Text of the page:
Mark Friedberg, MD, Senior Vice President of Performance Measurement and Improvement, Blue Cross Blue Shield of Massachusetts
Topic: Improving performance on the CAHPS Health Plan Survey and the CAHPS Clinician & Group Survey
Blue Cross Blue Shield of Massachusetts reviews and uses data from both the CAHPS Health Plan Survey and the Clinician & Group Survey. Methods used to improve CAHPS scores have included incentives for improvement, network curation, steerage to high performers, and direct-to-member approaches (such as improving member services). When interpreting movements in CAHPS scores over time, it is important for health plans to distinguish significant changes (“signal”) from random changes (“noise”).
Denise D. Quigley, PhD, Health Policy Researcher at RAND and Professor of Policy Analysis at the Pardee RAND Graduate School, and Dr. Efrain Talamantes, Chief Operating Officer, AltaMed Health Services
Topic: Improving physician communication through shadow coaching and financial incentives
AltaMed Health Services administers the CAHPS Clinician & Group Visit Survey 2.0 for adult and child patients. To improve its CAHPS scores, AltaMed developed a shadow coaching program that identifies medium-performing providers based on the CAHPS overall provider rating. Those providers are invited to participate in peer coaching with a high-performing coach and are then shadowed for a half to full day with immediate verbal feedback and a written report of recommendations. Every six months, all providers, coached or not, receive a pay-for-performance incentive payment based on their CAHPS scores. RAND’s ongoing study evaluates the influence of the combination of the shadow coaching program and the incentives on providers’ CAHPS scores. The study was designed to assess the initial coaching effort and also, with a wait-list control design, evaluate the effects of re-coaching. The evaluation team modeled the effects of AltaMed’s interventions using CAHPS scores over a 7-year timeframe; the researchers also analyzed provider perceptions assessed by a survey and interviews and the content of the coaching reports. The results showed that coaching improved providers’ overall provider rating and CAHPS communication scores, but these improvements faded over time.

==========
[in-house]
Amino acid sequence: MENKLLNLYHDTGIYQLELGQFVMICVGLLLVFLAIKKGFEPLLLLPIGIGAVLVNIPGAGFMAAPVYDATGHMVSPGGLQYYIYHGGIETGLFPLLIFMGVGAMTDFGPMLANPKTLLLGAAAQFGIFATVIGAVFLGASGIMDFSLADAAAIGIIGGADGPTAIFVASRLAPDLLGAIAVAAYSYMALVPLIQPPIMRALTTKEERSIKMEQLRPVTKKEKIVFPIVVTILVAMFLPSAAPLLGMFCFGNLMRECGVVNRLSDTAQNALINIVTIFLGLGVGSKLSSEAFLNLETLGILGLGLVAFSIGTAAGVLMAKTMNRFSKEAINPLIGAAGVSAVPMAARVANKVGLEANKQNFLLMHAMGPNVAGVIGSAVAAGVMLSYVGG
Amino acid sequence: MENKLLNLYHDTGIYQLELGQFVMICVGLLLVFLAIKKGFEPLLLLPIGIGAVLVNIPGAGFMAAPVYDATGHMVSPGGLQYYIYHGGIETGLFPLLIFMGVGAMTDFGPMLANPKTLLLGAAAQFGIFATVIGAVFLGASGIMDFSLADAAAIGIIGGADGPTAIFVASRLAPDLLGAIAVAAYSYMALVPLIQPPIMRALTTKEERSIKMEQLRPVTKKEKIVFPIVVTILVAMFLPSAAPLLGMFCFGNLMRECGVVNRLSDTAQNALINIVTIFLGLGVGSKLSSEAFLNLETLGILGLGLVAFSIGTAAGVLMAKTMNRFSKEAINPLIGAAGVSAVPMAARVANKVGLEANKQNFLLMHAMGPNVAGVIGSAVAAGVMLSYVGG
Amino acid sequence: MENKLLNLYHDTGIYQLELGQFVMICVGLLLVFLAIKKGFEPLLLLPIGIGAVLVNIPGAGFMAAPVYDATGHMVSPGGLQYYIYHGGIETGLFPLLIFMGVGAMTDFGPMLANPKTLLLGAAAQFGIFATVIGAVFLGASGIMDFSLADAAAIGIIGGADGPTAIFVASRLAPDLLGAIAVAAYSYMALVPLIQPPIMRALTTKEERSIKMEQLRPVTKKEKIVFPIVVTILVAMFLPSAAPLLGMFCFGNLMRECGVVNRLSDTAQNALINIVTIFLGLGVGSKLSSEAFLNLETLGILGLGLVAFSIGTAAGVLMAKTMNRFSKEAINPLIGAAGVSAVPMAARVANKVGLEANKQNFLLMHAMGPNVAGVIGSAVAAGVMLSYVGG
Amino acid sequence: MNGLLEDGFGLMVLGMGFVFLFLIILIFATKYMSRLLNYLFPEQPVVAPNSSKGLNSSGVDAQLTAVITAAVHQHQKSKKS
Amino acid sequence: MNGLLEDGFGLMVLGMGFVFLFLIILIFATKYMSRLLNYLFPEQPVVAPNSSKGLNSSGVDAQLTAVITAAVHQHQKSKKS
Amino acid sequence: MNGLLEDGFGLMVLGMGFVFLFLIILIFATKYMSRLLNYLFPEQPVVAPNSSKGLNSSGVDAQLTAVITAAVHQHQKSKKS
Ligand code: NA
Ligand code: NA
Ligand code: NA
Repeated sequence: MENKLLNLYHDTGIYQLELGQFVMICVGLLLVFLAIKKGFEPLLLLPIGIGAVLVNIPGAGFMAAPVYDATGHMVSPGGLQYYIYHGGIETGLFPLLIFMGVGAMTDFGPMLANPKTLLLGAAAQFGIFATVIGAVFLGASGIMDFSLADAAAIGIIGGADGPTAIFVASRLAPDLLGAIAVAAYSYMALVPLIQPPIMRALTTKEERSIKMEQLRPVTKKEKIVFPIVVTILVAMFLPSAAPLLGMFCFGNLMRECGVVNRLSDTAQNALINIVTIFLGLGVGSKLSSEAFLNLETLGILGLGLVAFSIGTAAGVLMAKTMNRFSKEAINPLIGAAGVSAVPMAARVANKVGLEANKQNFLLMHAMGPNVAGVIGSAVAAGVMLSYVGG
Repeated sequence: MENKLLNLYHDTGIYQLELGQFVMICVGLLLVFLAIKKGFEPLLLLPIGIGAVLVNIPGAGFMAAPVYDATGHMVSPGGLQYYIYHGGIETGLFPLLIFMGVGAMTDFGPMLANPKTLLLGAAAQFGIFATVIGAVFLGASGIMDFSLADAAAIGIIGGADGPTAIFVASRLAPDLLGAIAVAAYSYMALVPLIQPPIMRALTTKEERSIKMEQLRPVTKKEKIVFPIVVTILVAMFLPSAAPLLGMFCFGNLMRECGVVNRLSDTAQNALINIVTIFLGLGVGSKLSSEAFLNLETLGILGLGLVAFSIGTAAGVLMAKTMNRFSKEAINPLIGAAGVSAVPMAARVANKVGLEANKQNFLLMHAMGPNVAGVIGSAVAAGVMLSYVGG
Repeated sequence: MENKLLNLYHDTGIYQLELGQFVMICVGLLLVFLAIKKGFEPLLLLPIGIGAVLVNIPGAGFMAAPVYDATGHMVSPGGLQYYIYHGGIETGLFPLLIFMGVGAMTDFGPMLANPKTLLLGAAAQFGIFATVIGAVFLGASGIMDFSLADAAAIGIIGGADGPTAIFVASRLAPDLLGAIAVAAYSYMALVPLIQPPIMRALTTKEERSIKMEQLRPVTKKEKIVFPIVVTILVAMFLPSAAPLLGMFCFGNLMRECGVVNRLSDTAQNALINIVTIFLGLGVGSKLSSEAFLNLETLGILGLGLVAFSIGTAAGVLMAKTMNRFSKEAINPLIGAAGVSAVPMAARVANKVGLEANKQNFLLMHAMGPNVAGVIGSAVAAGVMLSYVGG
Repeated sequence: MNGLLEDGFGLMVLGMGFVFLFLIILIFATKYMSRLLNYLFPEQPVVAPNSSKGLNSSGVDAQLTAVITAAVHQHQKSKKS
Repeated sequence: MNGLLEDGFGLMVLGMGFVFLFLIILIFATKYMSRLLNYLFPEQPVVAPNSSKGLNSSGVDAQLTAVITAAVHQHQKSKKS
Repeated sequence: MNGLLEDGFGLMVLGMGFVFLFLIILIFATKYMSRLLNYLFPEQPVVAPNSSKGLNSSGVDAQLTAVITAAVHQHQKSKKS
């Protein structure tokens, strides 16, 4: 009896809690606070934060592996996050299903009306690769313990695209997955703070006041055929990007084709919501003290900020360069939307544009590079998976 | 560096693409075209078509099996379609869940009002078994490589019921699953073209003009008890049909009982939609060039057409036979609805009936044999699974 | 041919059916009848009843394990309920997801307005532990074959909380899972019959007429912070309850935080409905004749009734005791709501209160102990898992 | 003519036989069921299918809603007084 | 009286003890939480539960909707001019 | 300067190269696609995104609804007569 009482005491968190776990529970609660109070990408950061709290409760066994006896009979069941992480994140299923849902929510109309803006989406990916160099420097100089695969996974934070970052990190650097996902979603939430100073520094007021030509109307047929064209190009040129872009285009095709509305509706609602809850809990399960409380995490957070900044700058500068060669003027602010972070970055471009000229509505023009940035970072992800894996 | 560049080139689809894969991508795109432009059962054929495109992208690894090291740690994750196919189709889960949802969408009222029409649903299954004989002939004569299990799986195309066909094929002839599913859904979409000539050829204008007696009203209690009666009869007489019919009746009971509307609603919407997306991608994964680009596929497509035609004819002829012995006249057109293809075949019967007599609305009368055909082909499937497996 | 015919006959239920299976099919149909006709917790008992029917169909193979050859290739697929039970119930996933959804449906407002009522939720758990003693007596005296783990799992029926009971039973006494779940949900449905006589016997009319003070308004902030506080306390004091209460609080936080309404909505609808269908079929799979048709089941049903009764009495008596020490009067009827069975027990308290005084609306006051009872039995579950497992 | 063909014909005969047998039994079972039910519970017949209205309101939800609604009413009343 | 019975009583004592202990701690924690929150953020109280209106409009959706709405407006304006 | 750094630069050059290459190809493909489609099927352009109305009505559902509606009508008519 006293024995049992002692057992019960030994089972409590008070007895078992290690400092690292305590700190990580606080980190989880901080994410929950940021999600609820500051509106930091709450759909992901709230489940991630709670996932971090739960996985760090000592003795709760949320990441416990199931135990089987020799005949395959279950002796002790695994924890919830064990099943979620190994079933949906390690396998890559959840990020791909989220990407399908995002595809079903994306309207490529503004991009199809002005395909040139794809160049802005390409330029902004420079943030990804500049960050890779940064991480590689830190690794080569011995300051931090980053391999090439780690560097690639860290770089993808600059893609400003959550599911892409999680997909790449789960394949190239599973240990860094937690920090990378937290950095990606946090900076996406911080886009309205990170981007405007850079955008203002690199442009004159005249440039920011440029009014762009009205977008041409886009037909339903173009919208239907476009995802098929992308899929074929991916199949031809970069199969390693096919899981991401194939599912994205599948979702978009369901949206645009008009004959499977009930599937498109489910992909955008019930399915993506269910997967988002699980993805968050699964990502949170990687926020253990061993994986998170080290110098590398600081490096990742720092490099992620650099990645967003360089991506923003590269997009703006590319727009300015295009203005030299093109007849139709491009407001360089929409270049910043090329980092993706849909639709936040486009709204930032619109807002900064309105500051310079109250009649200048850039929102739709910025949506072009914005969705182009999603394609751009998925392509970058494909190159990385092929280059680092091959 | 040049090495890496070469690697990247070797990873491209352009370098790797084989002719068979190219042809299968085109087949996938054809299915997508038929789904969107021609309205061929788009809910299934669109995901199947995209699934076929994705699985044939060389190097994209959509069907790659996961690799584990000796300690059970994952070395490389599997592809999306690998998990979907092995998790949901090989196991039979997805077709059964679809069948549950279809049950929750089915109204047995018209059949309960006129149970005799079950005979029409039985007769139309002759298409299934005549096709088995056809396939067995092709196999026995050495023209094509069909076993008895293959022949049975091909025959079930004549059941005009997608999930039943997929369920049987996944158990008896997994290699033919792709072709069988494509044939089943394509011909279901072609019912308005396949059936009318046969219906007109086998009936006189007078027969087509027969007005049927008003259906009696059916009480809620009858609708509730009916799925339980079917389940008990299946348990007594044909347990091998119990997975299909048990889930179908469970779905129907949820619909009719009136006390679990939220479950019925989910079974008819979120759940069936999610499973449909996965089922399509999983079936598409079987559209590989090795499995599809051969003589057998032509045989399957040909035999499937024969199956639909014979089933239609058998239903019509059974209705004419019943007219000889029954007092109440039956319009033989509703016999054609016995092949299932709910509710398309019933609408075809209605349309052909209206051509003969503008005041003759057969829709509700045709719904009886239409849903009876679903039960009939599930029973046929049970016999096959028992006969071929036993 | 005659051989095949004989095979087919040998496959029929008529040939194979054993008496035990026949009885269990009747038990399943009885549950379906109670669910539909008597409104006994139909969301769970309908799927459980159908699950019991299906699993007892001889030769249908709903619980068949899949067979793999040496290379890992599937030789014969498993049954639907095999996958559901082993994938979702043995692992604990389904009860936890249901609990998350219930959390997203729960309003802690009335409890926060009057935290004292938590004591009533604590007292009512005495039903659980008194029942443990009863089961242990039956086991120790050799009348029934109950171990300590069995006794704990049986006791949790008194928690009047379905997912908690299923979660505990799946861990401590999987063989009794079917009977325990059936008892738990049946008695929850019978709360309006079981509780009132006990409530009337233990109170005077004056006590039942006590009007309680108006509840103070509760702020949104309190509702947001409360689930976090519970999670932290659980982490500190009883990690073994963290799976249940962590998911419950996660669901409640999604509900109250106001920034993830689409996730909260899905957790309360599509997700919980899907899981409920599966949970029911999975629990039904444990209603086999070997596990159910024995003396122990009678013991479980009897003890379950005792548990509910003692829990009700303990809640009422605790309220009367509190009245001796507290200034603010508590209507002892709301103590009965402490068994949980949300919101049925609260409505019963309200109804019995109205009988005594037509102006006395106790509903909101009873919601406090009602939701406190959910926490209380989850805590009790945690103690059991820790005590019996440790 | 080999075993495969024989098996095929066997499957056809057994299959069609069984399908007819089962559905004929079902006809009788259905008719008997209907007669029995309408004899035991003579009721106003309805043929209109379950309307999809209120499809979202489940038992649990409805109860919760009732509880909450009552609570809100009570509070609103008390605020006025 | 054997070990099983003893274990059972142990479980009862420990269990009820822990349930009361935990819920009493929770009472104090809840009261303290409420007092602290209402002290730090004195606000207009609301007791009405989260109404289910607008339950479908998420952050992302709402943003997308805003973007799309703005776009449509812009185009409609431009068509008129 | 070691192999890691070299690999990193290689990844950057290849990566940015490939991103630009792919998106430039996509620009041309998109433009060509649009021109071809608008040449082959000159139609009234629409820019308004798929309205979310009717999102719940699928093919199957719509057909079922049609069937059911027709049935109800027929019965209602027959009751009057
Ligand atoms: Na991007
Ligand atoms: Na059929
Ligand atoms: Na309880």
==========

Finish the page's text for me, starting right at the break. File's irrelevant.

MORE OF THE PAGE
Jim Schaefer, MPH, Director of Surveys, Office of Reporting, Analytics, Performance, Improvement & Deployment, and Jennifer Purdy, Executive Director, Veterans Patient Experience Program, Department of Veterans Affairs (VA)
Topic: Improving patient experience with ambulatory and hospital care
The VA administers its CAHPS-based Survey of Healthcare Experience of Patients (SHEP) to patients receiving care from patient-centered medical homes and specialty care providers. It also uses the CAHPS Hospital Survey. They used a driver analysis to identify the direct and indirect drivers of overall ratings and estimate the impact of changes in different areas. Through a journey mapping exercise, they also developed a stronger understanding of the patients’ experiences and potential solutions. Based on what they learned, they then rolled out solutions using a patient experience toolkit implemented across the VA clinic sites. The four-year effort included: 1) building the pilot toolkit, 2) using the toolkit at sites to, among other things, develop leadership and employee engagement, 3) assessing site needs and identifying key outcomes to target and improve, and 4) building the program through standardization across sites and developing accountability for outcomes. This process of developing and implementing the toolkit led to an improvement in the VA Compare star scores compared to 2 years prior, as well as better HCAHPS scores than other hospitals on communication with nurses, care transitions, overall rating of the hospital, and overall star rating.
Natalie McNeal, MBA, MHA, Executive Director, Wellstar Community Hospice
Topic: Improving patient experience with hospice care
Wellstar administers the CAHPS Hospice Survey in accordance with CMS guidelines. They used an A-3 Lean methodology with PDSA cycles, root cause analysis, and structured performance reports to make and track improvements in CAHPS scores. They identified the need to improve scores on the “listening carefully regarding care problems” composite measure because their system scored below the benchmarks and their system goals. While the work is still in progress, they saw an increase in scores after implementing changes and training. They also identified some barriers to making improvements, including the lag time between when the CAHPS survey is administered and the last date of care and the emotional nature of bereavement for respondents. Their efforts highlight the need for experts to guide a QI team through the Lean process, assist in setting attainable goals, and support the practical steps of the QI process. Recommendations based on this work include focusing on improvements in the implementation process rather than failures and examining possible causal factors in addition to root causes.